More funding needed to improve Australia’s physical inactivity crisis
Yesterday, 31st October 2019, Sport Australia released the latest AusPlay results
covering data collected in the 2018/19 financial year. AusPlay provides national data on the number of people participating in sport and physical activity and how they participate.
With only 34.1% of Australians meeting the physical activity and sedentary behaviour guidelines, Exercise & Sports Science Australia (ESSA) is urgently calling for the government to implement a firmer strategy to increase these low statistics and keep Australians living longer and healthier.
“Despite all the funding and strategies over the years at a state and federal level, nothing is working to improve these levels of physical activity and it is time to rethink how strategies are implemented. For example, currently, little to no funding has been made available to assist those who have not even contemplated exercise or physical activity to benefit their health,” says ESSA Chief Executive Officer, Anita Hobson-Powell.
“Minister of Health, Hon. Greg Hunt MP has commissioned the development of a national preventive health strategy, due out mid to late next year, as an outcome of the Australian Government’s Long Term National Health Plan
. It is therefore imperative that exercise and physical activity becomes a key focus for this preventative health strategy.”
For this strategy to be successful in helping Australians live well longer, we need to see the strategy:
- require the development of a national physical activity plan;
- have bipartisan support;
- be cross-sectional between government and industry. Preventive health is just not a health issue, it also requires buy-in from education, transport, social services and infrastructure; and
- support a cultural change to encourage people to participate in physical activity – this includes exercise being seen as medical and preventative treatment, corporate health incentives, tax incentives and priority within education.
With this latest report highlighting that only 25.1% of over 65s meet the physical activity guidelines, ESSA’s current Exercise Right for Active Ageing (ERAA) project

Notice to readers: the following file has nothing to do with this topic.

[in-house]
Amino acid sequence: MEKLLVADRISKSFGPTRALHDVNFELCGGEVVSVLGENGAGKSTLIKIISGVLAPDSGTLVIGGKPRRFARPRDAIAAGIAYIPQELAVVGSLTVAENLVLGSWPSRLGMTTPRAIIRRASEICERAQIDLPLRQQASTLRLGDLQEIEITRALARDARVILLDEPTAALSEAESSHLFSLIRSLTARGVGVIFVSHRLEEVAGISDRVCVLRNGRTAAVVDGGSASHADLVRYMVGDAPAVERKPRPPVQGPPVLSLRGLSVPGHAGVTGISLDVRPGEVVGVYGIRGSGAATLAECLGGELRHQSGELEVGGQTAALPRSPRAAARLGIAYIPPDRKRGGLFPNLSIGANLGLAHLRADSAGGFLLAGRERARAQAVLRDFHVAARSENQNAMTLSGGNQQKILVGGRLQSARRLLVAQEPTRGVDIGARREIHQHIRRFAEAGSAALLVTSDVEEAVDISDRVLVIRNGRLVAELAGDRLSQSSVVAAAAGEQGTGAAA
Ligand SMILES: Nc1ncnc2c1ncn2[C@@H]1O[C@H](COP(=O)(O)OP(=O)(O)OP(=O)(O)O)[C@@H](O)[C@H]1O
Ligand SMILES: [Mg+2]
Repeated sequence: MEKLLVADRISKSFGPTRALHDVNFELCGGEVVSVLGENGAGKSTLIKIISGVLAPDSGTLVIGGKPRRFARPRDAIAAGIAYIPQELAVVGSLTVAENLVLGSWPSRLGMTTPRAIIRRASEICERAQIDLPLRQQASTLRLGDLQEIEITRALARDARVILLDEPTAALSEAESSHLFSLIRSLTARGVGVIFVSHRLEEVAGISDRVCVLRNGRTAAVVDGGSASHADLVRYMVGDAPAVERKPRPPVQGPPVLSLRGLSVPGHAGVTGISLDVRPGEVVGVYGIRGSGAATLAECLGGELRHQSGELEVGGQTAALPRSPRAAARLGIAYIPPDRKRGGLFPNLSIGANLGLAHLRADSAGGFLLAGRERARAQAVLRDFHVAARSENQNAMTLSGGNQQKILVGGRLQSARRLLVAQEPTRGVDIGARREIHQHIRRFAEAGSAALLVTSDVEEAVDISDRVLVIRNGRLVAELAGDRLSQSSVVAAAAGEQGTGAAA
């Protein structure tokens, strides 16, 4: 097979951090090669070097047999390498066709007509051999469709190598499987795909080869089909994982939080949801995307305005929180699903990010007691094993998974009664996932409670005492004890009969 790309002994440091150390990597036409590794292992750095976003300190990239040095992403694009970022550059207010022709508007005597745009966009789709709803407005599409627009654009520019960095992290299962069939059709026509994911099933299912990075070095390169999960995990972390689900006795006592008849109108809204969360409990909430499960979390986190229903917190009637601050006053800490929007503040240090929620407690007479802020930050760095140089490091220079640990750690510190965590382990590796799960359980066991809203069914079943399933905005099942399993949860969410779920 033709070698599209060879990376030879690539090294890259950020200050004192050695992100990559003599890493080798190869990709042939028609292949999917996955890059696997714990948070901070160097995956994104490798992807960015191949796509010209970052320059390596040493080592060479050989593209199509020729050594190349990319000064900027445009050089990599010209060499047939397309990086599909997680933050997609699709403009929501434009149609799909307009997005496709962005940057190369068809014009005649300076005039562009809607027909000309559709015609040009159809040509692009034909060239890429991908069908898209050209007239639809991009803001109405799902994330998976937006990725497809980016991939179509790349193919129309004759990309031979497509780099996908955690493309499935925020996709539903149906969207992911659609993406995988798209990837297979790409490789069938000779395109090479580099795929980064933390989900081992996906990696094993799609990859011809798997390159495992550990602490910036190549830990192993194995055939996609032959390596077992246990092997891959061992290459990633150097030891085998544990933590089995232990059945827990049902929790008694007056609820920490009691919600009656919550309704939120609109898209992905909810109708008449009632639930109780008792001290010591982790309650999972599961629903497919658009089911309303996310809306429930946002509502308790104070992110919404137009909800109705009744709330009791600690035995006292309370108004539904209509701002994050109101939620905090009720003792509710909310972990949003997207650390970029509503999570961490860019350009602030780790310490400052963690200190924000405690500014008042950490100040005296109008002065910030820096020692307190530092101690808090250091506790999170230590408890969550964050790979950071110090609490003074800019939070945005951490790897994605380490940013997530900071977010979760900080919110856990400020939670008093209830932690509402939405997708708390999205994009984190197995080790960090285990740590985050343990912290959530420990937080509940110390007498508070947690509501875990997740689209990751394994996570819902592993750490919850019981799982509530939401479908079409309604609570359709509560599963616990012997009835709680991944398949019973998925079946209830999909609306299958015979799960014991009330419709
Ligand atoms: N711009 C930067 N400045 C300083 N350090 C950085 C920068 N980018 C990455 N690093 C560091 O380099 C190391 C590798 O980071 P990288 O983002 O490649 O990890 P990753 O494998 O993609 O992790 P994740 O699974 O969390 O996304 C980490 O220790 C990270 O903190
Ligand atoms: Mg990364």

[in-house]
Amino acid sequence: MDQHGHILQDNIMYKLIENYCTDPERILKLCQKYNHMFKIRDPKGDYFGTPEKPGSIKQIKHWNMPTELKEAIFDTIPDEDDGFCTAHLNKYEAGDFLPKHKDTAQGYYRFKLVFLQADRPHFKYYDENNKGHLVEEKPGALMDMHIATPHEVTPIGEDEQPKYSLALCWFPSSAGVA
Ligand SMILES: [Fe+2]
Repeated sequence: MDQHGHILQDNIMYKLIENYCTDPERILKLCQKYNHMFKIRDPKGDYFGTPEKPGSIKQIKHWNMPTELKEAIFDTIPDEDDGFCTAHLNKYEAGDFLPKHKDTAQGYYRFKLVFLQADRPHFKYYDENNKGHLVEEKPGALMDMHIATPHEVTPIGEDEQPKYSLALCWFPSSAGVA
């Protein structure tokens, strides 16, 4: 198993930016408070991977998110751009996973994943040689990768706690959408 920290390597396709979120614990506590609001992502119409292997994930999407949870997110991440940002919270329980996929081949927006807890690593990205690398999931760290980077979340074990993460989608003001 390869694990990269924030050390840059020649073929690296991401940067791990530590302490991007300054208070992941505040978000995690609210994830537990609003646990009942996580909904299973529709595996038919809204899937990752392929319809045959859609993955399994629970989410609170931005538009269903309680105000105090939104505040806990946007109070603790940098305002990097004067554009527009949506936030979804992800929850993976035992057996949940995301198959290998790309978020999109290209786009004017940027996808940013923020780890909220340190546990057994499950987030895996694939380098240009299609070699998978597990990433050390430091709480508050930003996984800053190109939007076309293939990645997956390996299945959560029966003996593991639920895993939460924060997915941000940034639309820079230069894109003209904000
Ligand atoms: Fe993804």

continues to be a significant investment in the health of our older Australians by helping to support behaviour change and participation rates.
The ERAA project is delivering evidence-based, affordable and subsidised exercise classes to older Australians over the age of 65 led by university-qualified professionals: Accredited Exercise Physiologists and Accredited Exercise Scientists.
“This project is a game changer in accelerating older Australians’ understanding of the benefits of active ageing, and the role exercise plays in maintaining and improving their health and independence. It’s more programs like these that require funding in order to see Australia’s physical activity improve.”
ESSA accredited professionals, Accredited Exercise Scientists and Accredited Exercise Physiologists, play an important role in promoting the health and well-being of all Australians through the science of exercise and sport.
“These exercise professionals will prescribe exercise that is evidence-based and personalised for you and your health. Accredited Exercise Scientists will work with you to maintain good health and fitness to prevent chronic conditions, whilst an Accredited Exercise Physiologist will use exercise as medicine for those living with a chronic condition or illness such as cancer, diabetes, heart disease, musculoskeletal injuries and more.”
“We strongly recommend that the government invests further funding to access these professionals so that all Australians can benefit from evidence-based exercise interventions to improve their health now and in to the future.”
To contact an accredited exercise professional in your area, please visit the ESSA Search Function